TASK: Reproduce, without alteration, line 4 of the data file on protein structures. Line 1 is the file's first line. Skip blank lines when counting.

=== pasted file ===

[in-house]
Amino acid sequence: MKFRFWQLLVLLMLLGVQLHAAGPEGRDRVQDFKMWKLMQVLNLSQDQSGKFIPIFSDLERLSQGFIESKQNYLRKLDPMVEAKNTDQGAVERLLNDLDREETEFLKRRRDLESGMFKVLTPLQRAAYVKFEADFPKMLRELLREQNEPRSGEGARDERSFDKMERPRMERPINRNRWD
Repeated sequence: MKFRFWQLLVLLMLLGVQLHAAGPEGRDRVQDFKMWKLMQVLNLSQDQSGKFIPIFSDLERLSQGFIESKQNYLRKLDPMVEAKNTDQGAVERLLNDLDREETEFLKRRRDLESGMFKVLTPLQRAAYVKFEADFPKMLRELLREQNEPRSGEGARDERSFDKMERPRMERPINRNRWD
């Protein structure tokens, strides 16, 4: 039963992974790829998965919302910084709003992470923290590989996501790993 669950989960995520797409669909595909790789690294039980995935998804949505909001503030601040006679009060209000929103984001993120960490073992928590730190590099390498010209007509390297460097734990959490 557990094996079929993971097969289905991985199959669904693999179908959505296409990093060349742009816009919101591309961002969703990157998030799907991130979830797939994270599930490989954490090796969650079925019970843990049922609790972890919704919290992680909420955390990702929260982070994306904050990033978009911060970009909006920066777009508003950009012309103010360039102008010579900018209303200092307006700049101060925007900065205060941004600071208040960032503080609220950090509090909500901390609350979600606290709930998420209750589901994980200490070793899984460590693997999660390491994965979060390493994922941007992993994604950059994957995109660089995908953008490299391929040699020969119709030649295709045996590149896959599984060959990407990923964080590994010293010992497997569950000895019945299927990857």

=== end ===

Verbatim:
């Protein structure tokens, strides 16, 4: 039963992974790829998965919302910084709003992470923290590989996501790993 669950989960995520797409669909595909790789690294039980995935998804949505909001503030601040006679009060209000929103984001993120960490073992928590730190590099390498010209007509390297460097734990959490 557990094996079929993971097969289905991985199959669904693999179908959505296409990093060349742009816009919101591309961002969703990157998030799907991130979830797939994270599930490989954490090796969650079925019970843990049922609790972890919704919290992680909420955390990702929260982070994306904050990033978009911060970009909006920066777009508003950009012309103010360039102008010579900018209303200092307006700049101060925007900065205060941004600071208040960032503080609220950090509090909500901390609350979600606290709930998420209750589901994980200490070793899984460590693997999660390491994965979060390493994922941007992993994604950059994957995109660089995908953008490299391929040699020969119709030649295709045996590149896959599984060959990407990923964080590994010293010992497997569950000895019945299927990857």